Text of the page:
This is a very interesting, touching, and sad documentary; I was surprised to find it more to be a natural study of psychosis than of a wildlife film. While most critics have labeled Timothy Treadwell's behavior "foolish" or "obsessive", Treadwell's delusions of grandeur, his paranoia, his need for the extreme highs and lows of his mood swings, and his inability to fit in with This is a very interesting, touching, and sad documentary; I was surprised to find it more to be a natural study of psychosis than of a wildlife film. While most critics have labeled Timothy Treadwell's behavior "foolish" or "obsessive", Treadwell's delusions of grandeur, his paranoia, his need for the extreme highs and lows of his mood swings, and his inability to fit in with society really classify him as insane. His life with the bears seemed all rather secondary to his own mental turmoil. Expand
  16. richardb.
    Aug 29, 2005
    9
    I just got home from Grizzly Man, and was mindblown. I have so many questions about every aspect of this movie, and yet I'm so happy to have seen it. How did Herzog get the footage, and were parts of Timmy's story skipped over as a condition of use? How'd he end up in Alaska, how'd he finance his adventures, did he really audition for Cheers? And most of all, how (and I just got home from Grizzly Man, and was mindblown. I have so many questions about every aspect of this movie, and yet I'm so happy to have seen it. How did Herzog get the footage, and were parts of Timmy's story skipped over as a condition of use? How'd he end up in Alaska, how'd he finance his adventures, did he really audition for Cheers? And most of all, how (and when) did he come up with his screamingly fey persona? Wild Kingdom meets the Blair Witch, hosted by Crispin Glover. Expand
  17. MarcK.
    Jan 2, 2006
    5
    I didn't dislike this movie by any means, but this film is nowhere near as good as the great critical acclaim it received. Were the critics just starstruck because it was directed by Werner Herzog? The best documentary in 2005 was "Murderball." This film isn't even close to that.
  18. SimonS.
    Jan 6, 2006
    9
    This is the only film I have ever watched where I was so horrified, I had to turn it off for a while. Lest we forget that the natural world is out to do us harm, we have the enduring images presented us by Herzog; accounts of decapitation, a bear chewing on a human rib cage and four refuse bags of human being removed from the eviscerated bear. Herzog's mastery of cinema is clear, but This is the only film I have ever watched where I was so horrified, I had to turn it off for a while. Lest we forget that the natural world is out to do us harm, we have the enduring images presented us by Herzog; accounts of decapitation, a bear chewing on a human rib cage and four refuse bags of human being removed from the eviscerated bear. Herzog's mastery of cinema is clear, but such a story tends to tell itself. How Timothy Treadwell managed to survive so long is a wonder in itself. Expand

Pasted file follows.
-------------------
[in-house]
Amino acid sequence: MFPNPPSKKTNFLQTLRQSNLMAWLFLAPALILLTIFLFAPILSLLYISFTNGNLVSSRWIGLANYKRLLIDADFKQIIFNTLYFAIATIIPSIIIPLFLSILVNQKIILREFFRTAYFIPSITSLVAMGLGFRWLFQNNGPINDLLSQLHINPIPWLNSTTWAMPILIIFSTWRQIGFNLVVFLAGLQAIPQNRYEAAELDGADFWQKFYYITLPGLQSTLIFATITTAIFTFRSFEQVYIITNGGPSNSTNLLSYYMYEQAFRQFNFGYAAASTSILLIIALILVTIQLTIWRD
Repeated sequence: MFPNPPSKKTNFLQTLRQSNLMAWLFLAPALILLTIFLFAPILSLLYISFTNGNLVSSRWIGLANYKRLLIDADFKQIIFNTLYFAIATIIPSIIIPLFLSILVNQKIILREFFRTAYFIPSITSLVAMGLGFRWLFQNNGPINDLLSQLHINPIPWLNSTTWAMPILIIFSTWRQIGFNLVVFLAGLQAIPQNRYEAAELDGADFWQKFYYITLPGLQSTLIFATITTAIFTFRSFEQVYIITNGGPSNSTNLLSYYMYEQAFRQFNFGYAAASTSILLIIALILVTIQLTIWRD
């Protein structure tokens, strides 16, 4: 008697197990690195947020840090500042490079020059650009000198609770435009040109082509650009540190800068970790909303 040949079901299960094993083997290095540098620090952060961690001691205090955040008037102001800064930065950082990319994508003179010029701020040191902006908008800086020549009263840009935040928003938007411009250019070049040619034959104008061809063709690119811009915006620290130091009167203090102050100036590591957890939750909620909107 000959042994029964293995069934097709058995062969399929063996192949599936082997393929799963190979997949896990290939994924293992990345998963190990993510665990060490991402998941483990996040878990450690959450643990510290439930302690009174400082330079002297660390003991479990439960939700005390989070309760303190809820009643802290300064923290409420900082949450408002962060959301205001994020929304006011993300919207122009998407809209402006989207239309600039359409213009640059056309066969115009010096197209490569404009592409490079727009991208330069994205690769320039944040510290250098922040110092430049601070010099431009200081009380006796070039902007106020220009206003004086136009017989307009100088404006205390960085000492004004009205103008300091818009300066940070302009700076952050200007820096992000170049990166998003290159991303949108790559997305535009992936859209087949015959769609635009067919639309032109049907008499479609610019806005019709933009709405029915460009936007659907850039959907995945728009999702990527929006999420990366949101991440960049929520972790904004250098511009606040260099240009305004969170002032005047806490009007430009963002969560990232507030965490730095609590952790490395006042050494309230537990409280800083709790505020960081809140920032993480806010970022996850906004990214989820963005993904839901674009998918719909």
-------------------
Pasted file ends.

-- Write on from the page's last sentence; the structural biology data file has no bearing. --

19. BitBurn
    Jan 8, 2006
    7
    Here's a story of a guy with some mental issues and his incapacity to face them so he runs away to Alaska a couple months every year to live with grizzlies! It
  20. KenK.
    Feb 17, 2006
    9
    I thought Grizzly Man was a brilliantly skillful piece of filmaking which evoked a huge range of emotional responses. However, it does not surprise me that some people found the whole enterprise ridiculous, as I left the cinema I overheard one woman simply state that Thredwell was an 'idiot'. And this is the beauty of the film, he was irresponsible, he was childlike, he was a I thought Grizzly Man was a brilliantly skillful piece of filmaking which evoked a huge range of emotional responses. However, it does not surprise me that some people found the whole enterprise ridiculous, as I left the cinema I overheard one woman simply state that Thredwell was an 'idiot'. And this is the beauty of the film, he was irresponsible, he was childlike, he was a fantasist, but he was also noble, brave and totally unselfish. Herzog provides no pat answers, this is not a Disney film, what you get is a complex, haunting, hilarious (the scene with the Bumble Bee) and absolutely beautiful film drenched in the pathos of one man's mortality. Expand
  21. Jeremy
    Feb 4, 2006
    1
    what a sad, desperate man timmy is, he speaks to the animals like an obnoxious mother talking to her baby: He clearly hates himself, thinks that what he is doing makes him a good person, He talks just to hear himself speak, as though he is this troubled genius. the best part is when he says that if there is a god, god would like him. I cant believe this movie got such good reviews. Use what a sad, desperate man timmy is, he speaks to the animals like an obnoxious mother talking to her baby: He clearly hates himself, thinks that what he is doing makes him a good person, He talks just to hear himself speak, as though he is this troubled genius. the best part is when he says that if there is a god, god would like him. I cant believe this movie got such good reviews. Use your brain people. Expand